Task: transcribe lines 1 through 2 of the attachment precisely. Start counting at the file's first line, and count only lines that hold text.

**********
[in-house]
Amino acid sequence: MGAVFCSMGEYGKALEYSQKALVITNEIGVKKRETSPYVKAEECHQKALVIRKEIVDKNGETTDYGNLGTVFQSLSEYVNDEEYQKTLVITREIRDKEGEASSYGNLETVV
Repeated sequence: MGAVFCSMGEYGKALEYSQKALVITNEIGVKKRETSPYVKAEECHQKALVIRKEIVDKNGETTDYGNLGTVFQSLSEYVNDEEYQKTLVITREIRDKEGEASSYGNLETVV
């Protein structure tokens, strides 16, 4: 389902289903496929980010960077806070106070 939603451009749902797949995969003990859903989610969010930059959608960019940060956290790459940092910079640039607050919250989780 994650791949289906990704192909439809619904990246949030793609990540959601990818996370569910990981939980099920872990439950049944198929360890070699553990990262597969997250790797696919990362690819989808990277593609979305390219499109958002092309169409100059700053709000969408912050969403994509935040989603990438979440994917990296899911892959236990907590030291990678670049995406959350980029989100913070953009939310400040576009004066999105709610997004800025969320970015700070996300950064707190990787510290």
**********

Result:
[in-house]
Amino acid sequence: MGAVFCSMGEYGKALEYSQKALVITNEIGVKKRETSPYVKAEECHQKALVIRKEIVDKNGETTDYGNLGTVFQSLSEYVNDEEYQKTLVITREIRDKEGEASSYGNLETVV